Dublin residents now have another way to communicate with city staff.

The city's first mobile app, called GoDublin, was launched March 14 at Dublin's annual State of the City event held in The Exchange at Bridge Park, 6520 Riverside Drive.

The app will make it easier to request a city service or report an issue to the city, said Lindsay Weisenauer, a Dublin public affairs officer. It also is expected to help the city be more efficient and customer focused by cutting down the number of emails, phone calls and redundant requests, she said.

With the GoDublin app, residents can take photos from their phone to report things such as safety concerns, potholes and litter, Weisenauer said.

The app uses GPS technology so users easily can report the location of the request. Residents also can use the app to request services such as the curbside chipper.

The city plans to roll out other features over time for the app, which cost $19,400, Weisenauer said.

The app, free to download, can be found at dublinohiousa.gov/godublin/.

The launch of the app was just one part of an event that focused on the theme of connectivity.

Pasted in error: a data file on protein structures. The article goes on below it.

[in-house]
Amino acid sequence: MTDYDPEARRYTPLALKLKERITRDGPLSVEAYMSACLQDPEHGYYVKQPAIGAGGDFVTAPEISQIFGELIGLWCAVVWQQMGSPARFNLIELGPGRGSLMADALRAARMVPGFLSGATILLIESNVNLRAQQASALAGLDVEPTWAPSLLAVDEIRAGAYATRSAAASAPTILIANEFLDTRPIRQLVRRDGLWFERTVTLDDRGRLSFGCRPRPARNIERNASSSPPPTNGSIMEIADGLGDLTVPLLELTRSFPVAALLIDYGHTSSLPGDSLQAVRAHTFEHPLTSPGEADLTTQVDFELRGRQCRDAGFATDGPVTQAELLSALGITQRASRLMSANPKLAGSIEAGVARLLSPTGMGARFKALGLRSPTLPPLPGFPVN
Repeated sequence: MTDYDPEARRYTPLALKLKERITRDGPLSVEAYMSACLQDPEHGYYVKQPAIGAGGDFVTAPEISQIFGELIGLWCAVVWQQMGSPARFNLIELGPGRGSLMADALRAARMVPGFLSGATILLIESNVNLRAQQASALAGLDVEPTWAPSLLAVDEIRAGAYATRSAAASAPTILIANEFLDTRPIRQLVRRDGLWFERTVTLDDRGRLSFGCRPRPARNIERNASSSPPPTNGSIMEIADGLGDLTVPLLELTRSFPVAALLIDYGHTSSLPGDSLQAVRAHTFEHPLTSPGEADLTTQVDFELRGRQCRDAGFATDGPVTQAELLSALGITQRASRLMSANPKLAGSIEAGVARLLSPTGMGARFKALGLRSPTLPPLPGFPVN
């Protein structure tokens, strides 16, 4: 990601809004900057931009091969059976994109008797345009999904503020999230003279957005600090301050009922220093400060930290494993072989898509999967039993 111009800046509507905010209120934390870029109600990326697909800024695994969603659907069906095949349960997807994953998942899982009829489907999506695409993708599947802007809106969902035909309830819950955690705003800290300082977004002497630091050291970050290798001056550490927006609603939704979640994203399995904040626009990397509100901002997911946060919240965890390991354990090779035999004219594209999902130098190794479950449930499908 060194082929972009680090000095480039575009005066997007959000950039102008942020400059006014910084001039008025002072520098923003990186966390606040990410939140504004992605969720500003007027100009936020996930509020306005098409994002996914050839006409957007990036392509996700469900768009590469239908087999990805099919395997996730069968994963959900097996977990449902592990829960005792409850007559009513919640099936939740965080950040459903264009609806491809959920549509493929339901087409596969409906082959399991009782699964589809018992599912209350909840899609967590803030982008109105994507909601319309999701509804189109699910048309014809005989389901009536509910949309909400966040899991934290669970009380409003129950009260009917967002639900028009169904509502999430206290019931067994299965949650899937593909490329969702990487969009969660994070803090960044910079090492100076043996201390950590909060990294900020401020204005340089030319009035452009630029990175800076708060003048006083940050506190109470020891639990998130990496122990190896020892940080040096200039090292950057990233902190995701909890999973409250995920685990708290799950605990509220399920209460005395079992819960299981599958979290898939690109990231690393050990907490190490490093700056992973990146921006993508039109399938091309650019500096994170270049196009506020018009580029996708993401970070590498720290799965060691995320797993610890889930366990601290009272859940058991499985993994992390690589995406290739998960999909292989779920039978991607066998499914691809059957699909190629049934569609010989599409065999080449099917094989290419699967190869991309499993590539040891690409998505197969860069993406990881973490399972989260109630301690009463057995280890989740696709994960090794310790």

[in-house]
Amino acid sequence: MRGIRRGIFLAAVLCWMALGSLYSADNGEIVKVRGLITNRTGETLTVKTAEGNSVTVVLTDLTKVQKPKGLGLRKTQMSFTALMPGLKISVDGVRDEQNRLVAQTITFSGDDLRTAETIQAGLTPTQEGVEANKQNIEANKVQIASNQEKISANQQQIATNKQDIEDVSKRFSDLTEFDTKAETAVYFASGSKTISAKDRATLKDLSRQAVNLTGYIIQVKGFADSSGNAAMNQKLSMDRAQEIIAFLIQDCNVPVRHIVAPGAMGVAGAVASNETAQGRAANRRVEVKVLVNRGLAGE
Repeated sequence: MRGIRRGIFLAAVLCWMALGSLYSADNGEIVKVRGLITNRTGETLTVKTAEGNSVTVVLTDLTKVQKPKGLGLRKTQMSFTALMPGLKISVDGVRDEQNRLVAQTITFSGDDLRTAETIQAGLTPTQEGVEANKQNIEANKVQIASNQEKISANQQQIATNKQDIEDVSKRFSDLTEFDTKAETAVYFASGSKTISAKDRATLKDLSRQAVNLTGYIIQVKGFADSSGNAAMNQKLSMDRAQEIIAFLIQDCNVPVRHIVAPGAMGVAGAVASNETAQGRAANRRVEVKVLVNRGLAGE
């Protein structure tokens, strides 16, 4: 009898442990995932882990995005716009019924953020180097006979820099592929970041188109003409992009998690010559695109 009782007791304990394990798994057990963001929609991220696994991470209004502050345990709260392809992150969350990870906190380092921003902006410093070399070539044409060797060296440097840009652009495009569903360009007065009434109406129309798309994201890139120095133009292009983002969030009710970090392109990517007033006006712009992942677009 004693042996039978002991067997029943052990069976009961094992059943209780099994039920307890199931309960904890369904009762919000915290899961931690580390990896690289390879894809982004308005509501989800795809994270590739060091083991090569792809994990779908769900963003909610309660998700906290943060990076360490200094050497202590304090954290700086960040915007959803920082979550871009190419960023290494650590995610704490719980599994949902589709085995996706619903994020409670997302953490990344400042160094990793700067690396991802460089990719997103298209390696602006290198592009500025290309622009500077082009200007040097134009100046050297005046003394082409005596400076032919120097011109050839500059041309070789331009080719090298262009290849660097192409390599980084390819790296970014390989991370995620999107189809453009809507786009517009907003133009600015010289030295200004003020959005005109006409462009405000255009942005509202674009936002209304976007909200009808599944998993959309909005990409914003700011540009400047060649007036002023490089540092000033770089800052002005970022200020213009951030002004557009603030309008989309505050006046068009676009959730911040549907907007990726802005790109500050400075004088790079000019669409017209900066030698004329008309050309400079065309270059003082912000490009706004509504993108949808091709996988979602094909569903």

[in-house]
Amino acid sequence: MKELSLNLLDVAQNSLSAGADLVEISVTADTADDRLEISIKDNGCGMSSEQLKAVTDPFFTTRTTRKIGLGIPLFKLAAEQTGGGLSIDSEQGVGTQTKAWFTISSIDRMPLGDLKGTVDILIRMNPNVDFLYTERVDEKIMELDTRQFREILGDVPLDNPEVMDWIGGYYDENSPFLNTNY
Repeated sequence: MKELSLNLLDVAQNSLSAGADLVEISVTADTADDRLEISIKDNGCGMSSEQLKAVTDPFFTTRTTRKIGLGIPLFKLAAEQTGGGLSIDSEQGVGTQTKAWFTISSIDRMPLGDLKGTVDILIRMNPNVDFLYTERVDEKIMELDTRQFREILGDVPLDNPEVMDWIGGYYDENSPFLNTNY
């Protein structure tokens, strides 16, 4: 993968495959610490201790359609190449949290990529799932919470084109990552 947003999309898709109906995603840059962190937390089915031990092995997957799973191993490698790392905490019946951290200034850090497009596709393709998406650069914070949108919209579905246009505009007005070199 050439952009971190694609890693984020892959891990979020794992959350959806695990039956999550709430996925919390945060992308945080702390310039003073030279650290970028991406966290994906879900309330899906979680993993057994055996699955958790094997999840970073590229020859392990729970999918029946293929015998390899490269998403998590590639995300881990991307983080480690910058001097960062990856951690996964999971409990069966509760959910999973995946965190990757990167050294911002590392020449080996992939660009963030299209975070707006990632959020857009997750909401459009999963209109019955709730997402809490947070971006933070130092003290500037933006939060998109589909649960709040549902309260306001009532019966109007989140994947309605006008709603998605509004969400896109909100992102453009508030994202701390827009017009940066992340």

Dublin Mayor Greg Peterson in his opening remarks spoke about the spirit of collaboration among the city's businesses and civic partners.

"Dublin is truly a connected community," he said.

Another facet of the city's connectivity focused on its initiatives for its senior residents.

Christine Nardecchia, director of volunteer resources, spoke about recent developments in the city's aging-in-place initiative, which focuses on mobility, transportation and in-home and in-neighborhood solutions for residents.

Nardecchia touched on the Aging in Place Alexa Pilot Project, a program in which a group of older adults were given Amazon Echo devices, she also discussed the opening of an online and physical hub to serve as a senior resource center.

That hub, a result of a partnership between the city of Dublin and Syntero, will have a physical location at Syntero's Dublin office, 299 Cramer Creek Court.

Syntero officials project the hub will start offering programming in late spring, said Julie Rinaldi, Syntero CEO.

The website portion of the project is under development and the city doesn't have an exact launch date, said Sarah McQuaide, a Dublin public-information officer.

The city's partnership with SHARE, a Columbus-headquartered transportation solution business, is already having an impact on senior members of the community, said Donna Goss, Dublin development director.

The city's pilot program with SHARE offers a micro-transit service to seniors in the community. Part of the city's focus on technology is leveraging it to help the aging population, said Dana McDaniel, Dublin's city manager.